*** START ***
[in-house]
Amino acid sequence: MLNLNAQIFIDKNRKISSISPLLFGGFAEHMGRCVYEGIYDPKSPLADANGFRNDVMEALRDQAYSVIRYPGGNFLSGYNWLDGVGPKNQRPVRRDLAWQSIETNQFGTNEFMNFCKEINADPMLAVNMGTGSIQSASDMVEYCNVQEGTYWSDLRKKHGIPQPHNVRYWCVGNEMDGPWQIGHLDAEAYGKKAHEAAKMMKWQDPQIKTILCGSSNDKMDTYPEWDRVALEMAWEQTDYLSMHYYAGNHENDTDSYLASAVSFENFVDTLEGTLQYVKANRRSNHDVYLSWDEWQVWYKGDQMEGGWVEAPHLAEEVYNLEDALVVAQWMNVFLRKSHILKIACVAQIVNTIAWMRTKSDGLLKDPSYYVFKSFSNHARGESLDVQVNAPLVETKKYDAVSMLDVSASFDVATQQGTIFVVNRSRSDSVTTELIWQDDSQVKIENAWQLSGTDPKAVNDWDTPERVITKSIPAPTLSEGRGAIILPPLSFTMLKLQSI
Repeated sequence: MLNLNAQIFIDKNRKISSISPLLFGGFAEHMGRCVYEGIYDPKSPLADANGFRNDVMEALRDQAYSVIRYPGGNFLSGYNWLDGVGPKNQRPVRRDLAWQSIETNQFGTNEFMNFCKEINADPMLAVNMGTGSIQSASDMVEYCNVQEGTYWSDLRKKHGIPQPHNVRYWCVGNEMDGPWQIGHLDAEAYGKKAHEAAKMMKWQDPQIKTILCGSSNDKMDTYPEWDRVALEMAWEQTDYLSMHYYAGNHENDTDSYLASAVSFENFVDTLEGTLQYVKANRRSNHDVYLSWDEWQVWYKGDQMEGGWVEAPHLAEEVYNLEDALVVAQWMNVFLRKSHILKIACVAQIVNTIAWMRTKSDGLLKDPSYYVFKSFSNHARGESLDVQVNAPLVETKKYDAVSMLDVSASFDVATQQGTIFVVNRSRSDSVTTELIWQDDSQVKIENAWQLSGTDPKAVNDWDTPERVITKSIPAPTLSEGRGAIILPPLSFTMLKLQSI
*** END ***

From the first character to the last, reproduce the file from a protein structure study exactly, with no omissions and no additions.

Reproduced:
[in-house]
Amino acid sequence: MLNLNAQIFIDKNRKISSISPLLFGGFAEHMGRCVYEGIYDPKSPLADANGFRNDVMEALRDQAYSVIRYPGGNFLSGYNWLDGVGPKNQRPVRRDLAWQSIETNQFGTNEFMNFCKEINADPMLAVNMGTGSIQSASDMVEYCNVQEGTYWSDLRKKHGIPQPHNVRYWCVGNEMDGPWQIGHLDAEAYGKKAHEAAKMMKWQDPQIKTILCGSSNDKMDTYPEWDRVALEMAWEQTDYLSMHYYAGNHENDTDSYLASAVSFENFVDTLEGTLQYVKANRRSNHDVYLSWDEWQVWYKGDQMEGGWVEAPHLAEEVYNLEDALVVAQWMNVFLRKSHILKIACVAQIVNTIAWMRTKSDGLLKDPSYYVFKSFSNHARGESLDVQVNAPLVETKKYDAVSMLDVSASFDVATQQGTIFVVNRSRSDSVTTELIWQDDSQVKIENAWQLSGTDPKAVNDWDTPERVITKSIPAPTLSEGRGAIILPPLSFTMLKLQSI
Repeated sequence: MLNLNAQIFIDKNRKISSISPLLFGGFAEHMGRCVYEGIYDPKSPLADANGFRNDVMEALRDQAYSVIRYPGGNFLSGYNWLDGVGPKNQRPVRRDLAWQSIETNQFGTNEFMNFCKEINADPMLAVNMGTGSIQSASDMVEYCNVQEGTYWSDLRKKHGIPQPHNVRYWCVGNEMDGPWQIGHLDAEAYGKKAHEAAKMMKWQDPQIKTILCGSSNDKMDTYPEWDRVALEMAWEQTDYLSMHYYAGNHENDTDSYLASAVSFENFVDTLEGTLQYVKANRRSNHDVYLSWDEWQVWYKGDQMEGGWVEAPHLAEEVYNLEDALVVAQWMNVFLRKSHILKIACVAQIVNTIAWMRTKSDGLLKDPSYYVFKSFSNHARGESLDVQVNAPLVETKKYDAVSMLDVSASFDVATQQGTIFVVNRSRSDSVTTELIWQDDSQVKIENAWQLSGTDPKAVNDWDTPERVITKSIPAPTLSEGRGAIILPPLSFTMLKLQSI